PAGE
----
By: M. Hilaly Basya
It is disappointing that religious violence took place in Indonesia at the end of the year. The burning and destruction of a pesantren (Islamic boarding school) belonging to a Shiite community in Sampang, Madura, was shocking.
The actors were Muslims who normally live neighborly among their communities. This act of arson is seemingly the peak of conflict that has been brewing for the past couple of years. The damage has terrorized the Shiite community, most of whom have been evacuated from their homes.
The attack is based on hostile feelings harbored by some Muslims in Sampang. They contest the Shiite’s view that three of the al-khulafa al-rasyidun (the guided caliphs) betrayed Ali bin Abi Thalib (the fourth caliph and cousin of the Prophet Muhammad). For most Muslims Abu Bakar, Umar and Usman are regarded as the best and closest friends of the Prophet Muhammad.
From these figures also came many hadiths of the Prophet that were spread among Muslims. Generally speaking, Sunni Muslims believe that it is not possible that these figures deceived Ali in order not to be able to be a caliph. This is one of the points distinguishing Sunni from Shiite Muslims.
However, those who destroyed the Shiite property in Sampang seem to think that they had sacralized the history of al-Khulafa al-Rasyidun. They regard the history as a fundamental part of Islamic doctrine that cannot be interpreted differently. Therefore, whoever has a contrasting version concerning this history should be punished.
The way these people burned and destroyed the pesantren indicates that they regard their actions as obligatory (wajib). It seems that they categorize this Shiite community as an enemy of Islam and therefore they were justified in attacking them. The Shiite community is seen as “the others” who desecrate religious doctrine.
As has been instructed by many modernist scholars, Muslims have to differentiate between the sacred aspects of Islam and profane theology in order to be able to live progressively. The sacred aspects are the fundamental doctrines that cannot be reinterpreted, whereas the profane concepts are allowed to be reinterpreted due to the necessity to respond to new challenges or changing circumstances.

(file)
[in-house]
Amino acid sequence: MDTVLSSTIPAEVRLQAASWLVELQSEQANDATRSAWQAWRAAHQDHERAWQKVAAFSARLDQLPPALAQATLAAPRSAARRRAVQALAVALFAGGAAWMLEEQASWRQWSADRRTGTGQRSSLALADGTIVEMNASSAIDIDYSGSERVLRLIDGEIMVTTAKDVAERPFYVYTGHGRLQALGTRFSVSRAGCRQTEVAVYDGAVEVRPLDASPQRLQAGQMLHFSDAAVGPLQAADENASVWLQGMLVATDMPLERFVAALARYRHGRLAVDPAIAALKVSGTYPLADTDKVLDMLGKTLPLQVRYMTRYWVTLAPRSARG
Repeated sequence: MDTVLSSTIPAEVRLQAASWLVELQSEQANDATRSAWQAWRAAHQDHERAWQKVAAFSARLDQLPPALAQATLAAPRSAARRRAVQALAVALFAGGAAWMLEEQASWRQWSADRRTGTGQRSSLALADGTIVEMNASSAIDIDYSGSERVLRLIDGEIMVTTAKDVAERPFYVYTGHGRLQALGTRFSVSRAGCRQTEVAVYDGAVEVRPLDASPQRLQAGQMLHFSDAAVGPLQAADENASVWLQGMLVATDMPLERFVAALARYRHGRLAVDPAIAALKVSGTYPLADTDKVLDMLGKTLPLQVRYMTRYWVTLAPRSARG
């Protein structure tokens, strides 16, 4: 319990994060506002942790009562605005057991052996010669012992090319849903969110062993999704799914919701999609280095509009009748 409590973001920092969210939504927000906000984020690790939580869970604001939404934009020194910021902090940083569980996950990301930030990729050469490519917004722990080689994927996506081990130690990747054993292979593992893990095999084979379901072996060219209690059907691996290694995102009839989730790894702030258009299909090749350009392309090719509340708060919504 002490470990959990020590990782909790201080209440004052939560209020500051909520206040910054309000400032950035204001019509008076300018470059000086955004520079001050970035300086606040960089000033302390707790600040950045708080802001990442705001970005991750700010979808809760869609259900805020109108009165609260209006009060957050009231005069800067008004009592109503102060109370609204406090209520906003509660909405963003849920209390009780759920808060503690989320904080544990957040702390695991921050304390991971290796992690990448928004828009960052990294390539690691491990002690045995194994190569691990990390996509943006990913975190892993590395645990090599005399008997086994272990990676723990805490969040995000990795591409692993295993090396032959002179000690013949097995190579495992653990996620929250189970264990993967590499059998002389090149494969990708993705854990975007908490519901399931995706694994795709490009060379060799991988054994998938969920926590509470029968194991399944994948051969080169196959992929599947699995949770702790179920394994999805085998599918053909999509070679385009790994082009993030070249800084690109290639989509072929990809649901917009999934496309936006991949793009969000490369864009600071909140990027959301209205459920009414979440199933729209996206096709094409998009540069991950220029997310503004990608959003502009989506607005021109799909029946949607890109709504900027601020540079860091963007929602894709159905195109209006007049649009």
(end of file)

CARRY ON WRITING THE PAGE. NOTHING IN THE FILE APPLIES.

Challenging the sacredness of certain Islamic doctrines is viewed by some as suggestions that Muslims should remove religious status from certain scriptures. In this case, it is necessary for Muslims to dispute the sacred history of al-Khulafa al-Rasyidun. This history is not the fundamental doctrine. It is only an interpretation of historians concerning the fact.
This interpretation could be right or could be wrong. Only God knows the truth behind the history, whereas historians simply attempt to portray the facts as best as they can. It is therefore unwise to punish a community because they have a different interpretation of history.
This intra-religious conflict shows that the government, especially the Ministry of Religious Affairs, has more work to do in order to maintain religious life. The destruction of Shiite and Ahmadiyah properties indicates that intra-religious conflict is worse than inter-religious conflicts.
Both of these conflicts should of course be solved. The majority factor cannot be used as reference to certain potentially misleading interpretations. Nationhood, which Indonesia aspires to reinforce, means that the government should be based on principles of equality and plurality. Every religion or religious interpretation has to be respected and protected. It is the responsibility of the state to ensure the security of all faiths.
Notice: This opinion article was quoted in an online newspaper, The Jakarta Post, in Jakarta, Indonesia, on 5th January 2012. It is able also to be reached at: www.thejakartapost.com [accessed in Bandung, West Java, Indonesia: January 11, 2012].
M. Hilaly Basya is a Student of the Doctoral Program at the Department of Religious Studies, the University of Leeds, UK (United Kingdom).